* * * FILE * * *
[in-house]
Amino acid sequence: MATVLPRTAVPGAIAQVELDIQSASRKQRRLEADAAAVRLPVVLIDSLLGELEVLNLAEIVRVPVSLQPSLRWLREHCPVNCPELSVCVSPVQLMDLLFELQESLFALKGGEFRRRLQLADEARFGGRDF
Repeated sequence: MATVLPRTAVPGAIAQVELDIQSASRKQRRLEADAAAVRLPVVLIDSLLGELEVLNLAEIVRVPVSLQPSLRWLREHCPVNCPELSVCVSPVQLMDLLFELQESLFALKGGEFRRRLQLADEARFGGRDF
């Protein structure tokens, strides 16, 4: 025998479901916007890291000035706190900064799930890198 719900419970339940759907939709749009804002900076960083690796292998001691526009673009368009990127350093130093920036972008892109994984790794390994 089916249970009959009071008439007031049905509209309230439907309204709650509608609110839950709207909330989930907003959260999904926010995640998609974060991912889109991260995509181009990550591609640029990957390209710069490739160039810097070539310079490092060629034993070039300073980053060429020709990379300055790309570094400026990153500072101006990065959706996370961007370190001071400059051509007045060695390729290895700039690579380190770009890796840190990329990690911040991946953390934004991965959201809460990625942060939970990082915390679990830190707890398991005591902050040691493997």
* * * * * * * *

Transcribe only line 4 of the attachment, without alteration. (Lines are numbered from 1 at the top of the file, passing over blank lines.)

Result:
């Protein structure tokens, strides 16, 4: 025998479901916007890291000035706190900064799930890198 719900419970339940759907939709749009804002900076960083690796292998001691526009673009368009990127350093130093920036972008892109994984790794390994 089916249970009959009071008439007031049905509209309230439907309204709650509608609110839950709207909330989930907003959260999904926010995640998609974060991912889109991260995509181009990550591609640029990957390209710069490739160039810097070539310079490092060629034993070039300073980053060429020709990379300055790309570094400026990153500072101006990065959706996370961007370190001071400059051509007045060695390729290895700039690579380190770009890796840190990329990690911040991946953390934004991965959201809460990625942060939970990082915390679990830190707890398991005591902050040691493997």